Graphite sheets rated at 24 ton will have its content of glass fibres increased while its carbon decreased thus making is more flexible but at the expense of weight. 40 ton graphite on the other hand will have a decrease in glass fibres and increase in carbon making it rigid, less flexible, but lighter.
Using more carbon and lesser glass fibres poses another problem to the graphite and that is brittleness. Carbon is brittle. Anyone who tells you that carbon is not brittle and can bend into a U is certainly someone you will want to run as far away from as possible. This makes 40 ton graphite rods more fragile. So you have lots of power, a very much lighter rod, a heck of a lot more sensitive rod; but it would break easily if handled like a wrestler doing a pile driver. It also costs a lot more.
To strengthen 40 ton rod blanks, rod manufacturers add wraps and other things to it such as nano coating, food fibres, certain specialised veils (Aramid Veils for example), boron, etc. Some also use cross scrim graphite designed wraps. These help strengthen blanks but one will still have to take extra care as there definitely are limits that one should not cross.
Without glass fibres we will not be able to have our rods bend. A rod bending does not mean weakness as well. The backbone of the blank is super important.
What Do These Mean To You?
As an angler, understanding this bit here will helps you a lot. When you see tonnage printed on rods, take it as the amount of flexibility, sensitivity, and other characteristics of the rod. Note that the higher the ton rating the more sensitive, lighter, and expensive the rod. But it is also more fragile. If you are one that go all out Bruce Banner (Incredible Hulk) and enjoys bending rods into a “U” when fighting a fish; a 40 ton blank may not be the best blank for you. A lower tonnage will be better.
You can use the information or simple guide below to help you decide on your purchase. But do test them out as well. Also note that not everything that is written on a rod, represents the rod truly or truthfully. There are rods that are rated higher than they really are just so that prices can be pushed up.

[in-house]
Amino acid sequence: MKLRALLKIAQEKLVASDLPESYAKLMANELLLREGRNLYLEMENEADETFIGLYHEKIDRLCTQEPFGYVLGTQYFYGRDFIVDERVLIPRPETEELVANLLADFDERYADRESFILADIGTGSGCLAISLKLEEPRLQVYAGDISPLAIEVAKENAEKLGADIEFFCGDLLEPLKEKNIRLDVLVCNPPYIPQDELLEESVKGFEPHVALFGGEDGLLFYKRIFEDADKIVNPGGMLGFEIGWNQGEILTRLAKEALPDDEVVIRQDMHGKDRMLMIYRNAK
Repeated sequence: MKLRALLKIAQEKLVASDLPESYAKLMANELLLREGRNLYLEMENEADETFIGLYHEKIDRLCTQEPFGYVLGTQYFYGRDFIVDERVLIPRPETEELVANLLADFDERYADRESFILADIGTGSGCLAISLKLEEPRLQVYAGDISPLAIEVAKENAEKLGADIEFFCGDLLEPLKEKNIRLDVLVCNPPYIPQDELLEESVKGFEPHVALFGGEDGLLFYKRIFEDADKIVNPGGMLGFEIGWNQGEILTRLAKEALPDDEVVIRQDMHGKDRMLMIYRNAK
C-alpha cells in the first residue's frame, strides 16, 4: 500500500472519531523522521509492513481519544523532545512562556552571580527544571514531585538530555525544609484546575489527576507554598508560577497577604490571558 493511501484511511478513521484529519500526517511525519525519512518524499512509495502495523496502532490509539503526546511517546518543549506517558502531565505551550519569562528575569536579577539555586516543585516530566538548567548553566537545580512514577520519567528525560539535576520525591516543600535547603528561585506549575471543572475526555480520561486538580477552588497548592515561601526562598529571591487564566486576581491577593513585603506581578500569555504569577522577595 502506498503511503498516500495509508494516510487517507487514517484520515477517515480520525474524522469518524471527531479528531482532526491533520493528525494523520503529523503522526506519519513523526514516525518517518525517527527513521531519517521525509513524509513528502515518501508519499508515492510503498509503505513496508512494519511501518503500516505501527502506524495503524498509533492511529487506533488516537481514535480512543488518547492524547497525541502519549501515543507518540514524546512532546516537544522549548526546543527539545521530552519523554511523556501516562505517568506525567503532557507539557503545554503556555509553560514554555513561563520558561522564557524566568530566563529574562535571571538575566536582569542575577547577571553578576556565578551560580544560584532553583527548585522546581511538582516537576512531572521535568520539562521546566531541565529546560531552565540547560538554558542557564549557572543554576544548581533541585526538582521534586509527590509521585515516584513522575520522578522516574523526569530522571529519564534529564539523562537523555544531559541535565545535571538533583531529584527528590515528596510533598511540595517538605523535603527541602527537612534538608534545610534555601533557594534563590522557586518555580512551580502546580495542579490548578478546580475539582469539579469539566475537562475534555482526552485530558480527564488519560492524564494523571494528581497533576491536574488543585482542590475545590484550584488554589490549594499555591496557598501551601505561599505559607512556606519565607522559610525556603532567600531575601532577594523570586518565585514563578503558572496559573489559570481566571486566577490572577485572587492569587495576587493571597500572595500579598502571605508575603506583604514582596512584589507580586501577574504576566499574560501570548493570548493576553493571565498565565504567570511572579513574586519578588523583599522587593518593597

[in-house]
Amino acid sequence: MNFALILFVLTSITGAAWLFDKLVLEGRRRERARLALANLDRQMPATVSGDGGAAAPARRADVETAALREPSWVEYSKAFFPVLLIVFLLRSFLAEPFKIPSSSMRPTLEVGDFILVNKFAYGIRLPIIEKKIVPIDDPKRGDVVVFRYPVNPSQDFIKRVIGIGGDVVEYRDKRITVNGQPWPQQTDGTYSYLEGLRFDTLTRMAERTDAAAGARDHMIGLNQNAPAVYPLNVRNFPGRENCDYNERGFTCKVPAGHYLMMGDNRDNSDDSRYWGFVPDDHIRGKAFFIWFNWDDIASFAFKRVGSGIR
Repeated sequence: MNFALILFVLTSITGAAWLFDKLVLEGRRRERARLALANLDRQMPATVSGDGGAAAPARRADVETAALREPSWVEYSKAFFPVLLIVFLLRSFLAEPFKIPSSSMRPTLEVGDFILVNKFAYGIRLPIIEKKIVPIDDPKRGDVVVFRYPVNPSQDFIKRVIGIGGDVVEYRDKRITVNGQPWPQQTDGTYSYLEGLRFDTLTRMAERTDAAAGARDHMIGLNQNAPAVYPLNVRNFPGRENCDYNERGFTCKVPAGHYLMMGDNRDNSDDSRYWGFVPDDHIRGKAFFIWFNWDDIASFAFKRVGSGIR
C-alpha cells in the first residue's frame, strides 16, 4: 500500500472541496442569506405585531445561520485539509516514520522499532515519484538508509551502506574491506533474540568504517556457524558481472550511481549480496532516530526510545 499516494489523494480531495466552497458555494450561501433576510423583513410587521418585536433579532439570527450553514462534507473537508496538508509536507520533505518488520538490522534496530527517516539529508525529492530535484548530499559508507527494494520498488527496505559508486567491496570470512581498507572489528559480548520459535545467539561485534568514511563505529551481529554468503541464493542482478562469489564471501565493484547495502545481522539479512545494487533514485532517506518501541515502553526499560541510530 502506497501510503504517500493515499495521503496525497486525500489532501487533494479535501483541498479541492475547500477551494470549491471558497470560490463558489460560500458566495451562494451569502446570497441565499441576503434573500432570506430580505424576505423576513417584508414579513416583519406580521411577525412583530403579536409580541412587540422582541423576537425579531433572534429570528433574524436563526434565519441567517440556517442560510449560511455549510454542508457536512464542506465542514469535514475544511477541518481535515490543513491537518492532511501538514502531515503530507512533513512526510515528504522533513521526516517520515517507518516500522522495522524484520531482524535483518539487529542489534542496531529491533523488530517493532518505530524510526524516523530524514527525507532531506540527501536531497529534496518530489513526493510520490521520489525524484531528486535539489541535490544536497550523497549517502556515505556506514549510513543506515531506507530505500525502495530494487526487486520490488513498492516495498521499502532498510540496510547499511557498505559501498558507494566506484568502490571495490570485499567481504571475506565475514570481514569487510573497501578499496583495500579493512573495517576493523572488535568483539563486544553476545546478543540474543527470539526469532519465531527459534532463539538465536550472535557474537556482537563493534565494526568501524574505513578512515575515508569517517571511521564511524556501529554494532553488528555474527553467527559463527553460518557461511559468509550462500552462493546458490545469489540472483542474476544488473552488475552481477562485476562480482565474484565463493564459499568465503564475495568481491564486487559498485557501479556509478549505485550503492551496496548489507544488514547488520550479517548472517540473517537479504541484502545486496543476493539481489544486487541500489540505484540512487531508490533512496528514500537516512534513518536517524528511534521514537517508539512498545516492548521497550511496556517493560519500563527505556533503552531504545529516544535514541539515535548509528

What are the characteristics of a 24 ton blank?
24 Ton Rod Characteristics
If you are looking for a rod with a lot more bend (flex), with good backbone power, and you don’t give two hoots about sensitivity, yet you want a rod that is lighter than fibreglass rods; a 24 ton rod will be the range to look at. 24 ton rods are superb for bottom fishing where you sit back relax and just wait for the reel to scream. They are great all around rods for general fishing in almost all segments.
24 ton rated rods are also a lot more forgiving. This means that they can handle good amounts of bend before breaking. They do have their limits no doubt but their breaking limits are further. They will most certainly not bend to a “U.” Why on earth would anyone want a rod that would bend to a “U”? Oh yes, that is due to a lack of misunderstanding or they just enjoy being tortured by fish.
What are the characteristics of a 30 ton blank?
36 Ton Rod Characteristics
One step up of which will give you moderate stiffness with lesser bend would be the 36 ton rods. These rods still gives you a good amounts of bend but not as much as the 24 ton rods do. They are lighter and offer better sensitivity. They have a backbone power that will kick in earlier than that in a 24 ton rod. They’re great for artificial bait or lure casting especially soft baits.
What are the characteristics of a 40 ton blank?
40 Tone Rod Characteristics
40 ton rods are a lot stiffer and more rigid giving you low amounts of bend. The tip has really good recoil. They are lightweight, really sensitive, and comes packed with power. Great for lure casting (hard lures) especially since you will want a rod tip that is not too floppy. A floppy rod tip that is too soft or bouncy is less accurate when it comes to casting. A 40 ton rod offers better casting accuracy.
The down side is that a rod with a 40 ton blank requires more care. It is like owning a Ferrari. It will require extra car both in handling and in maintenance. Bend it over a certain angle over a certain pressure and it will snap. As a general rule; keep your rod below a 45 degree angle when fighting a fish. The higher you bring up the rod, the higher the chance of it snapping.
Do understand that what I have written here is based on a generalization and does not taking into consideration manufacturer’s “miss-claims,” of which is a gentler way of saying bullshit, and other properties such as blank wall thickness, etc. Do test out the rods that you intend to purchase at tackle shops before making a decision. An experience tackle shop owner or assistant will be able to help you do so safely.
Another thing to understand is that weight is influence by how well a rod is balanced. A lighter rod will feel heavier if its balance is way off. A heavier rod will feel much lighter if it is balanced well. This article is a good guideline to keep in mind when shopping for a new fishing rod, but do exercise your own judgement when choosing your next fishing rod.